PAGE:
I’m leaving Towerlight Video with a job lined up at Disney World in Orlando, Florida. I’m very sad to leave the Baltimore area, but The Towerlight taught me to dream big and take chances. Although I am very, very ready to be done with school, I will miss The Towerlight very much. I hope Towerlight Video continues to teach and inspire more young professionals after I’m gone. I hope it remains a place to discover and explore your passions, no matter what they are. Dream big, and don’t let your mind limit you. You are more intelligent, more powerful and more beautiful than you think. Thank you, Towerlight, for teaching me that.
Carley Milligan, outgoing editor-in-chief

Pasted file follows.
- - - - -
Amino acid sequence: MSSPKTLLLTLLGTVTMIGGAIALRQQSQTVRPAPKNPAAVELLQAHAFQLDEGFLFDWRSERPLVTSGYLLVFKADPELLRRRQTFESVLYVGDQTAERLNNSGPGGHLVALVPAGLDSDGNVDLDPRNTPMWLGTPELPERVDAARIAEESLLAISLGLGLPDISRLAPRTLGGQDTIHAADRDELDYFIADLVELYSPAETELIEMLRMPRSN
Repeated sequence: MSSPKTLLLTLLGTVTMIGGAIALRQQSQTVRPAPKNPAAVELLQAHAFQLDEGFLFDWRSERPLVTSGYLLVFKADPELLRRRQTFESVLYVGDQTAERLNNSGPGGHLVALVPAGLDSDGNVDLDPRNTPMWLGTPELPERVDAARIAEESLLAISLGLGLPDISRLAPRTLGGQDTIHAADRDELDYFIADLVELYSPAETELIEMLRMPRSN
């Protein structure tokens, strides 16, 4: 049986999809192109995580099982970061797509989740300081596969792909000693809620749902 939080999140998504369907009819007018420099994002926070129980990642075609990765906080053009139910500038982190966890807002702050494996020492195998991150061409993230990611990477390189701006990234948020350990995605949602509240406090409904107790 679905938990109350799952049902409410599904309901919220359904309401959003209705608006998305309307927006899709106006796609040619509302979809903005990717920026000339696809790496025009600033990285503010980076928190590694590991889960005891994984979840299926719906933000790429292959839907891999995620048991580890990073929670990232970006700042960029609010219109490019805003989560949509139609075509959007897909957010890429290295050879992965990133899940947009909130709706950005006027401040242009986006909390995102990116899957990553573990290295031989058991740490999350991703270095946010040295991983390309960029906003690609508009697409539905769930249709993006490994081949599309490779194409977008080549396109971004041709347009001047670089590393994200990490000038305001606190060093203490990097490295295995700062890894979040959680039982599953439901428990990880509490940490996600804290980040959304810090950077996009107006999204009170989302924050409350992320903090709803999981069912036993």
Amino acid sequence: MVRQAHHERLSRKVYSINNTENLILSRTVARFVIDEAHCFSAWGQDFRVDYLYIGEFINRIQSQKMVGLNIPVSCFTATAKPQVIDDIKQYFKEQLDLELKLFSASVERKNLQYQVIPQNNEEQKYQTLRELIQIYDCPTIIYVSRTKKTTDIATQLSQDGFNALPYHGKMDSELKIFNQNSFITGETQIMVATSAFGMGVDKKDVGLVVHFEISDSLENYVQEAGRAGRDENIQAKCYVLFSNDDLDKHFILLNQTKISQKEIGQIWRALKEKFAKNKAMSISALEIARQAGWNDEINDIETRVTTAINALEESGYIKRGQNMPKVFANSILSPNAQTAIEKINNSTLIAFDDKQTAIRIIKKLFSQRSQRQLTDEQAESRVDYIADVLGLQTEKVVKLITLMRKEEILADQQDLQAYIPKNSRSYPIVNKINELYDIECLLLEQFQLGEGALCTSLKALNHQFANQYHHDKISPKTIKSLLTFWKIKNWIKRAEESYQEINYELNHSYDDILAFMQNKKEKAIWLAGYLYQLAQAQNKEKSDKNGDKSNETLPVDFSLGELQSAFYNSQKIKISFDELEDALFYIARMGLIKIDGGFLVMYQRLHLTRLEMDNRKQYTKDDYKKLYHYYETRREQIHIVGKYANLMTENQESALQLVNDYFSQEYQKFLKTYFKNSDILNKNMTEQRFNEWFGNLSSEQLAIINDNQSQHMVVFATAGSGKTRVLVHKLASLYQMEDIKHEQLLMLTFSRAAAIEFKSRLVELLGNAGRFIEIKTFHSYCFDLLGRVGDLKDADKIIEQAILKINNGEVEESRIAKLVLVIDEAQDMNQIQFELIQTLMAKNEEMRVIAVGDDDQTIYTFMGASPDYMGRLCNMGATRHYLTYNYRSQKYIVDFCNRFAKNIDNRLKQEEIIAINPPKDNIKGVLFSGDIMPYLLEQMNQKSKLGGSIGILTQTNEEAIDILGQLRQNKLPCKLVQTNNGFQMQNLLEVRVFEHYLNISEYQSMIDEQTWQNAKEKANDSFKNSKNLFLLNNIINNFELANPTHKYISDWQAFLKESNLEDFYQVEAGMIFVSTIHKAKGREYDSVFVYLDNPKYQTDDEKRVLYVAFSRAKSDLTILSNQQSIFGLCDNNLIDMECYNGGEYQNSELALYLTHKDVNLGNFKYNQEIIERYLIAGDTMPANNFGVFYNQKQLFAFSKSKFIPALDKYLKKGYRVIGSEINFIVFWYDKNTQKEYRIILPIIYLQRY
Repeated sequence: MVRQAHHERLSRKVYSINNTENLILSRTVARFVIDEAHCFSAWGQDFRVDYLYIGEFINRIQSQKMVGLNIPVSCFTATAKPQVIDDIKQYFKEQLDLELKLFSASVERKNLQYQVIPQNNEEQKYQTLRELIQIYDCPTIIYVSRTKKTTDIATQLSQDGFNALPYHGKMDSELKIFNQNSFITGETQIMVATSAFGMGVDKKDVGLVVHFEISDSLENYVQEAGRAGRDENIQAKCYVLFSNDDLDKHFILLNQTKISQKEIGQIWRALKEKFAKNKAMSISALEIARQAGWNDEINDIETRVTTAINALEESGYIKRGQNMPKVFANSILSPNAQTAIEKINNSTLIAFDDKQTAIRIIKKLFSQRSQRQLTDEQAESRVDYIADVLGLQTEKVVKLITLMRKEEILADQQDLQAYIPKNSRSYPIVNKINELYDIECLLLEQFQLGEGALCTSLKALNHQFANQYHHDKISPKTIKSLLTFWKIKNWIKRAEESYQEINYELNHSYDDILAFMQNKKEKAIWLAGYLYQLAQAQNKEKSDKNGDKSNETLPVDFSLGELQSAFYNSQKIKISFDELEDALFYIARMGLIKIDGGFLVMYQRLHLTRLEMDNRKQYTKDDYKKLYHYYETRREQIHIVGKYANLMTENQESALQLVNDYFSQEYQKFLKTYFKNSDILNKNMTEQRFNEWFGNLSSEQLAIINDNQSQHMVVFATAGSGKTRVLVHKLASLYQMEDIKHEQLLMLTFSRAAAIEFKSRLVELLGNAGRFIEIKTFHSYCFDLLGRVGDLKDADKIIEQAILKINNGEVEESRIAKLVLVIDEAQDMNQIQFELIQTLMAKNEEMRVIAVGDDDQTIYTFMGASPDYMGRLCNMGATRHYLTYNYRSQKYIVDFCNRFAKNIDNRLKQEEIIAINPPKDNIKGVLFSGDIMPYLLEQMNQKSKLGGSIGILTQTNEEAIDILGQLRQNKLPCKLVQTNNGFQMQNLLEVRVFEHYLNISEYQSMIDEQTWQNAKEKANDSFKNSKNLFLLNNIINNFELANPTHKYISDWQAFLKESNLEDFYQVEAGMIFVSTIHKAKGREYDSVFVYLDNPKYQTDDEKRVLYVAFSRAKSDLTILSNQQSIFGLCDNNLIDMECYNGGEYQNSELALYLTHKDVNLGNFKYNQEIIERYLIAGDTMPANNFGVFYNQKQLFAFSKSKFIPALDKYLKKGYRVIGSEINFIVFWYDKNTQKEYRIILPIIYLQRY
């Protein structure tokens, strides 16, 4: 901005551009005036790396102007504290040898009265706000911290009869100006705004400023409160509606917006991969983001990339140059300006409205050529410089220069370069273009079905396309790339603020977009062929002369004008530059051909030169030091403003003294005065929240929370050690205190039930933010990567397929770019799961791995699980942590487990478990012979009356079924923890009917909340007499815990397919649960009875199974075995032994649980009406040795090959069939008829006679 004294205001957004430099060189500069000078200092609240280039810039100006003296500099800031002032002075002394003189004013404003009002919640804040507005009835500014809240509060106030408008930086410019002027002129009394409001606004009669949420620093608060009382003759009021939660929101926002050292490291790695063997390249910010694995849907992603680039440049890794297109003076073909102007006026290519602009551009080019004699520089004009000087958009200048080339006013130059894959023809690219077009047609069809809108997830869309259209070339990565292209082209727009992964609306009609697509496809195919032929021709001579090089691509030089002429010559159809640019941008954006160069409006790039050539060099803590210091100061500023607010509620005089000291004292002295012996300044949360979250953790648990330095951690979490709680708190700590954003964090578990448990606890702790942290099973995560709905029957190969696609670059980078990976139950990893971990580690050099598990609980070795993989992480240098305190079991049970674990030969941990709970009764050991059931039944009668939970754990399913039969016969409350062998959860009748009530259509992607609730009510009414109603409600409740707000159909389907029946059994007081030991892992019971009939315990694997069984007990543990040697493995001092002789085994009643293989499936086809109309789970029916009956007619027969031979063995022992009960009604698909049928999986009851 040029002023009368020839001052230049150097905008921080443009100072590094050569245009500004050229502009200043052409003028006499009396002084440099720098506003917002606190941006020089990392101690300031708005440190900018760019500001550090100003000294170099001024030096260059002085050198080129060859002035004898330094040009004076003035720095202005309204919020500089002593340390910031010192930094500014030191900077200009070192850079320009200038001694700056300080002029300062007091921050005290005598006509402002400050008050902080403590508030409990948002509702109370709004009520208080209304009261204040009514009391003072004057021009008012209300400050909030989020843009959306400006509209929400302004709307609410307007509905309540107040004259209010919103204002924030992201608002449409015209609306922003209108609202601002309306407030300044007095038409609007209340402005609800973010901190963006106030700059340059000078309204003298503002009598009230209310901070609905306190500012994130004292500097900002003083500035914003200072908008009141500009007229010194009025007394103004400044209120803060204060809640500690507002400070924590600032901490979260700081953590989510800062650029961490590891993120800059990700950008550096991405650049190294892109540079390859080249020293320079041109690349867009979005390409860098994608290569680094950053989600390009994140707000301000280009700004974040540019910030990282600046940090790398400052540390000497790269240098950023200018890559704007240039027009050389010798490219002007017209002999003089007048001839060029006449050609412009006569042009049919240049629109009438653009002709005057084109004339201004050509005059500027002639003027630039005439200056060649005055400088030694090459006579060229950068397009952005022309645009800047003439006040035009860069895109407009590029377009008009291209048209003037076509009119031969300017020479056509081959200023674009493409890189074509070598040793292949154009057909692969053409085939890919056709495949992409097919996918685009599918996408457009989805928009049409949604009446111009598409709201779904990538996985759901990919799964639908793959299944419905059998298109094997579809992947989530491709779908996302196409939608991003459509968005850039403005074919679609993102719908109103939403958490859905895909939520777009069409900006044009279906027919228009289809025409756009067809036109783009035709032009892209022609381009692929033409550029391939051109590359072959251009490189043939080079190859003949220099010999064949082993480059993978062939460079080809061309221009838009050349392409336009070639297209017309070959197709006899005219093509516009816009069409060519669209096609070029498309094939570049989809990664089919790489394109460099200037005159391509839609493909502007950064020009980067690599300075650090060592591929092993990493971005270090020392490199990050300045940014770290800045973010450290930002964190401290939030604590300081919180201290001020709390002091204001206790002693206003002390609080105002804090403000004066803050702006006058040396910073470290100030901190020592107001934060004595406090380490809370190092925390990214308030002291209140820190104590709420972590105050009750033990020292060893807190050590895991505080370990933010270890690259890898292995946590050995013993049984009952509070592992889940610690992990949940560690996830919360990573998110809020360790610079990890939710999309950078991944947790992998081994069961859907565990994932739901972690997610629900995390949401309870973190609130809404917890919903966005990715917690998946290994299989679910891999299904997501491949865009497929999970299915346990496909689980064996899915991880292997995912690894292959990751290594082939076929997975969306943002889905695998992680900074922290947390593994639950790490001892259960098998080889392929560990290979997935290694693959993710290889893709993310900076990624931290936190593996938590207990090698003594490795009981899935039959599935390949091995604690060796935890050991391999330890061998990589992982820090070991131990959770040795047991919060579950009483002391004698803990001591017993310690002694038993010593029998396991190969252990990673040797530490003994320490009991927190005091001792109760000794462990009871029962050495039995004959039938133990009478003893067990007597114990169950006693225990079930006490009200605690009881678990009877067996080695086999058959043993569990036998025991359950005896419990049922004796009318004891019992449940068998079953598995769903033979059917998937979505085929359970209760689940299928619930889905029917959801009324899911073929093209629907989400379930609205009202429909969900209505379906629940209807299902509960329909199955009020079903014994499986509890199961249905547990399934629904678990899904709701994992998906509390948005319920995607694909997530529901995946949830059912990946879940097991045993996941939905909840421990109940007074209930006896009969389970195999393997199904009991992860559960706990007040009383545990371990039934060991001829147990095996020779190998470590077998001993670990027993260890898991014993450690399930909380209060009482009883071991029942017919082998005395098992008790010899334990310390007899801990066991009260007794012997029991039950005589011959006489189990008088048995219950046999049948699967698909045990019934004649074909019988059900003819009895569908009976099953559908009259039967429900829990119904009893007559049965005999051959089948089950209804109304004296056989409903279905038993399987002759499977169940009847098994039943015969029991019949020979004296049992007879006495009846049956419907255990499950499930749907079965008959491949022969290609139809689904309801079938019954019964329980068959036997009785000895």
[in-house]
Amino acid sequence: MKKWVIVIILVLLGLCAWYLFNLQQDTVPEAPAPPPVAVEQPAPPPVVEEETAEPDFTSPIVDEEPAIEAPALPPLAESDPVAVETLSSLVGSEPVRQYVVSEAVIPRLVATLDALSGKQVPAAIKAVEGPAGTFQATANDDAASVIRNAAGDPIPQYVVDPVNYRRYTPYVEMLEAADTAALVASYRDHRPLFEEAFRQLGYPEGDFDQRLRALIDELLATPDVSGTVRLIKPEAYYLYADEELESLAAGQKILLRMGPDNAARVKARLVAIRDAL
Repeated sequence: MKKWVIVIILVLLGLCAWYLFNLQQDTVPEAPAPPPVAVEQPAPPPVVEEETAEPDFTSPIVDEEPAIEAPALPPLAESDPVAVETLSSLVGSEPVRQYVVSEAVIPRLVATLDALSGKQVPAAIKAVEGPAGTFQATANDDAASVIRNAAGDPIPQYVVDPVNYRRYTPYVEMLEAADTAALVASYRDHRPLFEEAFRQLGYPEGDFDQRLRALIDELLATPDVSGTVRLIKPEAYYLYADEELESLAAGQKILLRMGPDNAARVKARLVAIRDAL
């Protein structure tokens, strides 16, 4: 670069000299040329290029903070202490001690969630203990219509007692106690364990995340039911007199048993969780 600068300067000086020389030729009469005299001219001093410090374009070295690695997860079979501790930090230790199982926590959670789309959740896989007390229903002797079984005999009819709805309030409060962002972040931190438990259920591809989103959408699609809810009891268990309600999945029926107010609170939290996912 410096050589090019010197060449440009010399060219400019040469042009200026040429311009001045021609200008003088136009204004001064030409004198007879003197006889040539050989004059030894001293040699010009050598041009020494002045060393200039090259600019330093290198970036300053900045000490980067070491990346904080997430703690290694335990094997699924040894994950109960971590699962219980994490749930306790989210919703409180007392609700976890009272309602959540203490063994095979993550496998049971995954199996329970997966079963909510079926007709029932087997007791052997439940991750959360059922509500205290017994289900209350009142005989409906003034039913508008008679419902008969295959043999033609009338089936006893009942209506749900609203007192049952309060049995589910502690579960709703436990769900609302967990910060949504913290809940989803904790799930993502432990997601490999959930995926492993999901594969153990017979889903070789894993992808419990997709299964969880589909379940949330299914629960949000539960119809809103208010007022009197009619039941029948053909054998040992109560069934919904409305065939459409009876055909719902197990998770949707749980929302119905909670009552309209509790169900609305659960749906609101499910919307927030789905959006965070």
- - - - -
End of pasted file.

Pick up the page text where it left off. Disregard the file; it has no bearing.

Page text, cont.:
I can still vividly remember the first time I walked into The Towerlight office almost a week before I moved into Tower A my freshman year. I remember being on my best behavior as I was introduced to the then editor-in-chief, Jeremy Bauer-Wolf, and whisked away to Potbelly for lunch in a car full of people I had only just met.
I can still vividly remember my first assignment, when I covered the welcome back concert, and how nervous I was to interview a crowd of strangers. Looking back now, it’s funny, because most of the people in the crowd were probably freshmen just as nervous and eager to get involved as I was.